This Canadian female singer/songwriter has a few very emotional songs.
- "The Magdalene Laundries" is based on the real-life indignities suffered by inmates of the Magdalene Asylums in Ireland.
- "Big Yellow Taxi" (also covered by Counting Crows and Amy Grant).
- "Both Sides Now" is another one.I've looked at love from both sides now
From give and take, and still somehow
It's love's illusions that I recall.
I really don't know love at all.
- It's even more hard-hitting when you contrast the more poppy, folky version from the seventies to the noughties version made famous in Love Actually. The aching and more sensual maturity in Mitchell's vocals, coupled with the superb orchestral arrangement, adds a poignancy to the latter that wasn't present in the former. The original is wistful; the more modern version is heartbreaking.
- "Little Green" (from Blue) is about the child Joni had and gave up for adoption. They were reunited later on, but something about Joni's voice and the fact that she obviously thought she'd never see the child again is just heart-wrenching.
- And "River", holy crap. Strangely enough, a lot of artists cover it on Christmas albums.
- Also: "The Circle Game", "Down To You", "The Last Time I Saw Richard", and "The Silky Veils of Ardour".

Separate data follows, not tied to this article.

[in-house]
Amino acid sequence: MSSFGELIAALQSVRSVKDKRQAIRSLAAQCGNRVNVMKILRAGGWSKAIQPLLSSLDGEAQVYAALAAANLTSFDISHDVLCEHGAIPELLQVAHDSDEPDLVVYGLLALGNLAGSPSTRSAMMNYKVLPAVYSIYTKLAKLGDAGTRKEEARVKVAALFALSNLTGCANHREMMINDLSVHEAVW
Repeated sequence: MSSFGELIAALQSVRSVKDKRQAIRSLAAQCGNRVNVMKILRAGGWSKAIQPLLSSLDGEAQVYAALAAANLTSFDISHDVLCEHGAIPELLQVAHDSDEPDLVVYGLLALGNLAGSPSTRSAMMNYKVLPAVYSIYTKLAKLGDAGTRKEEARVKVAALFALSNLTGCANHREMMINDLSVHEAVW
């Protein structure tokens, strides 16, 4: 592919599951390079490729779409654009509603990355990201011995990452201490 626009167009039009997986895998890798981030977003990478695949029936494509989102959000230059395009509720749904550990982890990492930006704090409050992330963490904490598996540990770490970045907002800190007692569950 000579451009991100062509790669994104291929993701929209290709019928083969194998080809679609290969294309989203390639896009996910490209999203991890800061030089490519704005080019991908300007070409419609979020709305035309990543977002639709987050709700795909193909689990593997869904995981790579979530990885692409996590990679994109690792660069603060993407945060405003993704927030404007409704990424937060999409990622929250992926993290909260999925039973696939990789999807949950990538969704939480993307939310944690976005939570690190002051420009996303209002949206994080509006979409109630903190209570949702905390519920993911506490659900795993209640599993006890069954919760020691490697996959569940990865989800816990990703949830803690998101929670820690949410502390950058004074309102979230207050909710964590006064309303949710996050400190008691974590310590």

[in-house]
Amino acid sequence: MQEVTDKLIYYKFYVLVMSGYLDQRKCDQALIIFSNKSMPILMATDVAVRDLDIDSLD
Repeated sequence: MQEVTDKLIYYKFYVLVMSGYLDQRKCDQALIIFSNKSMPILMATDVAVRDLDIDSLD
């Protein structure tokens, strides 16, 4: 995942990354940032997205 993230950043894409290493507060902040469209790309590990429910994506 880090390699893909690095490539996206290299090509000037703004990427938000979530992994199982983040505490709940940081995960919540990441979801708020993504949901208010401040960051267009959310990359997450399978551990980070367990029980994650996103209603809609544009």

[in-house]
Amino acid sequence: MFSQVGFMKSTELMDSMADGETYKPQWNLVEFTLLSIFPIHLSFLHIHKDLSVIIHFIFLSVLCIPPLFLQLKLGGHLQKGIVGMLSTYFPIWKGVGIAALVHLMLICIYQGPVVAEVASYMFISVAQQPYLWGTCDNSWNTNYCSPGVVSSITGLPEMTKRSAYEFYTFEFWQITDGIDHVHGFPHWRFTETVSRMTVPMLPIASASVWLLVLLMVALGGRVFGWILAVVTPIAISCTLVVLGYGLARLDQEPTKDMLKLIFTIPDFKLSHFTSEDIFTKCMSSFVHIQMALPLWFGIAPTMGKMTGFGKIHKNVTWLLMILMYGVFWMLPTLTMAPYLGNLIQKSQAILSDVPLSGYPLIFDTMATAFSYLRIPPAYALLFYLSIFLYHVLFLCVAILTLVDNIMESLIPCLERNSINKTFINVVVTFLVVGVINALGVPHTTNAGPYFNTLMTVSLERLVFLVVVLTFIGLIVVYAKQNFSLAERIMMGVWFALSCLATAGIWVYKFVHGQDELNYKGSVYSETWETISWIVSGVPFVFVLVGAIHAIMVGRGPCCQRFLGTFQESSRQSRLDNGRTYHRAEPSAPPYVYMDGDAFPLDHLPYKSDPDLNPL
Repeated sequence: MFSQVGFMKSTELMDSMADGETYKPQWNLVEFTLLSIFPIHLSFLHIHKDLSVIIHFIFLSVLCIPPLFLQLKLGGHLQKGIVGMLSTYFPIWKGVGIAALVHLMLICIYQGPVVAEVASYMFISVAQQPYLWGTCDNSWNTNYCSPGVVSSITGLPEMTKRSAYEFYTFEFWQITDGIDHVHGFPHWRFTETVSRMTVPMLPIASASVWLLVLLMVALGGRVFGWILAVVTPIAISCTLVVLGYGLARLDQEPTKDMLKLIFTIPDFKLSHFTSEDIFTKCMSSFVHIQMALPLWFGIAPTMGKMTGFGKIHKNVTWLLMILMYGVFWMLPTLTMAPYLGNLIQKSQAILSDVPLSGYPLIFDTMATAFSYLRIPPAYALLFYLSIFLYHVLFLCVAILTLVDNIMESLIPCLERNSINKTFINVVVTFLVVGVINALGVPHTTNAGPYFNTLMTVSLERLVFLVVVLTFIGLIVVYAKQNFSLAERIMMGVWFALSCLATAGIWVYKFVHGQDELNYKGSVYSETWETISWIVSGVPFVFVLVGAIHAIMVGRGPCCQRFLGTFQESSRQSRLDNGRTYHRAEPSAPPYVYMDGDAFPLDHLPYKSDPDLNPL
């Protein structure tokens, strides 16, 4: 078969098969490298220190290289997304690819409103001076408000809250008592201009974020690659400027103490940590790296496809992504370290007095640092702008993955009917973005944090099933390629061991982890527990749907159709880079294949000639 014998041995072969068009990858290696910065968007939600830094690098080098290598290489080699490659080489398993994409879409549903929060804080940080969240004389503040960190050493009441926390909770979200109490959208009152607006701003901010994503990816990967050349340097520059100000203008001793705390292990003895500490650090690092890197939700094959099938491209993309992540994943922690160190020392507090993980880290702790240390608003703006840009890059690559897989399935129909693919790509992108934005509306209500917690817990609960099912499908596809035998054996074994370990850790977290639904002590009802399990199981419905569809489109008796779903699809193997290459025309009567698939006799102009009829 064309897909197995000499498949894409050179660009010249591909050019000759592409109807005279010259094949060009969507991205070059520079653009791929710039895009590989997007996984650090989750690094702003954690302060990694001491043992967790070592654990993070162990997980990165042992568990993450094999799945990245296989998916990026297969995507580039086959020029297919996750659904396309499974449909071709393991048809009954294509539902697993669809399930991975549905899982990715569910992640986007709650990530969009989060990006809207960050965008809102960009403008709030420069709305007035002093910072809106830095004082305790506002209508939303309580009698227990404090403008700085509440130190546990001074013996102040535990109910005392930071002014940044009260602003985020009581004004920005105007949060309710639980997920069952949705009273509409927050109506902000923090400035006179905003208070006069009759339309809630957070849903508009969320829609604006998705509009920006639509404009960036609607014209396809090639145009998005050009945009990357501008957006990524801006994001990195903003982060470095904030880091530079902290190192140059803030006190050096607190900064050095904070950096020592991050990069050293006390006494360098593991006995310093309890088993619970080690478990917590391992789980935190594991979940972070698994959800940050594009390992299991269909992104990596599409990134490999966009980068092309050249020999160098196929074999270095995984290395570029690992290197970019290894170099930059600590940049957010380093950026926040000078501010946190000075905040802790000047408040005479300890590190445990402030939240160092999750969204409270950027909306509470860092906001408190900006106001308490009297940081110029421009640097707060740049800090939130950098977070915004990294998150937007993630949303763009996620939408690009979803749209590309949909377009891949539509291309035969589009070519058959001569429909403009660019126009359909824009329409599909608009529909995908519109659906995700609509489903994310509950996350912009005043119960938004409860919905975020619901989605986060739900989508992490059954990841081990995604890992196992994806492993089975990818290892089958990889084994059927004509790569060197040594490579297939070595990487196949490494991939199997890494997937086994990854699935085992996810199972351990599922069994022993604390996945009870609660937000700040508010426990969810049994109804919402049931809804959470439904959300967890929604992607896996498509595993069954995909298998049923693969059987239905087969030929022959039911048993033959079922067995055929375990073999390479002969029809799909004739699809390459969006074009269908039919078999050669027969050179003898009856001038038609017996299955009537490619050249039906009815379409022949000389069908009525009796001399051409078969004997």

- "The Circle Game" somewhat really hits it when she gets to the lines.So the years spin by and now the boy is twenty
Though his dreams have lost some grandeur coming true
- Which practically narrates that Surprisingly Realistic Outcome follows and whatever childish wishes he had were simply abandoned and forgotten as he grew older. Only to be saved by the hope spot that 'there'll be new dreams, maybe better dreams and plenty'. Ask Neil Young: it's about him.
- "The Circle Game" somewhat really hits it when she gets to the lines.
- "Cherokee Louise", about a childhood friend who was sexually abused.
- The verse in "Song for Sharon" about the woman from Joni's hometown who was Driven to Suicide. To drive the point home, Joni's background vocalizations sound like crying.